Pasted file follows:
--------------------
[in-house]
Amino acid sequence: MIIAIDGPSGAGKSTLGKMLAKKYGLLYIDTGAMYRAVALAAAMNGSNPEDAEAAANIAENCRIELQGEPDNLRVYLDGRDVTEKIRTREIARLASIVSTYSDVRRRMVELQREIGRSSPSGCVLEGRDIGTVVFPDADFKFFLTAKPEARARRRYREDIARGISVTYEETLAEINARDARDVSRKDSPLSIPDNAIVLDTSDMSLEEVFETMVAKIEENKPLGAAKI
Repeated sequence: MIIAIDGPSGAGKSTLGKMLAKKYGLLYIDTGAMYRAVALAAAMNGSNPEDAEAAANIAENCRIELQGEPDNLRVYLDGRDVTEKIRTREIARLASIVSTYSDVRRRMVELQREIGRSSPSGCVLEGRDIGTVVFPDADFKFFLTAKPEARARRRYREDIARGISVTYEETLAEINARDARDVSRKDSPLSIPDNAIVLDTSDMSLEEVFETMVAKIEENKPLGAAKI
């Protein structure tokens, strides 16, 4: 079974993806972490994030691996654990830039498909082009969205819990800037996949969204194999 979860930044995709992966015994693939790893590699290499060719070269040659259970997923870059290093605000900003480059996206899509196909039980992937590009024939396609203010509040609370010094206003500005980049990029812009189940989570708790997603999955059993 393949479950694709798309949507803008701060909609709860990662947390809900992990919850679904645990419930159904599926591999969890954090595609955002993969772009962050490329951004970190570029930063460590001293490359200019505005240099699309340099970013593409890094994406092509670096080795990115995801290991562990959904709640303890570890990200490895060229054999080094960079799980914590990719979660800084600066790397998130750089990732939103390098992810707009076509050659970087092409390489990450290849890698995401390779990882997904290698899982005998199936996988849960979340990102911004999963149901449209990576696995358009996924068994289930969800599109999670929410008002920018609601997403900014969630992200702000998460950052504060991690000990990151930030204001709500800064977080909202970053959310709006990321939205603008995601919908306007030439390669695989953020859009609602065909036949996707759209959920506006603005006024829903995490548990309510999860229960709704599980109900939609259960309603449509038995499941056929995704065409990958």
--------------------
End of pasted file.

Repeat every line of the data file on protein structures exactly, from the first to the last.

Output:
[in-house]
Amino acid sequence: MIIAIDGPSGAGKSTLGKMLAKKYGLLYIDTGAMYRAVALAAAMNGSNPEDAEAAANIAENCRIELQGEPDNLRVYLDGRDVTEKIRTREIARLASIVSTYSDVRRRMVELQREIGRSSPSGCVLEGRDIGTVVFPDADFKFFLTAKPEARARRRYREDIARGISVTYEETLAEINARDARDVSRKDSPLSIPDNAIVLDTSDMSLEEVFETMVAKIEENKPLGAAKI
Repeated sequence: MIIAIDGPSGAGKSTLGKMLAKKYGLLYIDTGAMYRAVALAAAMNGSNPEDAEAAANIAENCRIELQGEPDNLRVYLDGRDVTEKIRTREIARLASIVSTYSDVRRRMVELQREIGRSSPSGCVLEGRDIGTVVFPDADFKFFLTAKPEARARRRYREDIARGISVTYEETLAEINARDARDVSRKDSPLSIPDNAIVLDTSDMSLEEVFETMVAKIEENKPLGAAKI
């Protein structure tokens, strides 16, 4: 079974993806972490994030691996654990830039498909082009969205819990800037996949969204194999 979860930044995709992966015994693939790893590699290499060719070269040659259970997923870059290093605000900003480059996206899509196909039980992937590009024939396609203010509040609370010094206003500005980049990029812009189940989570708790997603999955059993 393949479950694709798309949507803008701060909609709860990662947390809900992990919850679904645990419930159904599926591999969890954090595609955002993969772009962050490329951004970190570029930063460590001293490359200019505005240099699309340099970013593409890094994406092509670096080795990115995801290991562990959904709640303890570890990200490895060229054999080094960079799980914590990719979660800084600066790397998130750089990732939103390098992810707009076509050659970087092409390489990450290849890698995401390779990882997904290698899982005998199936996988849960979340990102911004999963149901449209990576696995358009996924068994289930969800599109999670929410008002920018609601997403900014969630992200702000998460950052504060991690000990990151930030204001709500800064977080909202970053959310709006990321939205603008995601919908306007030439390669695989953020859009609602065909036949996707759209959920506006603005006024829903995490548990309510999860229960709704599980109900939609259960309603449509038995499941056929995704065409990958």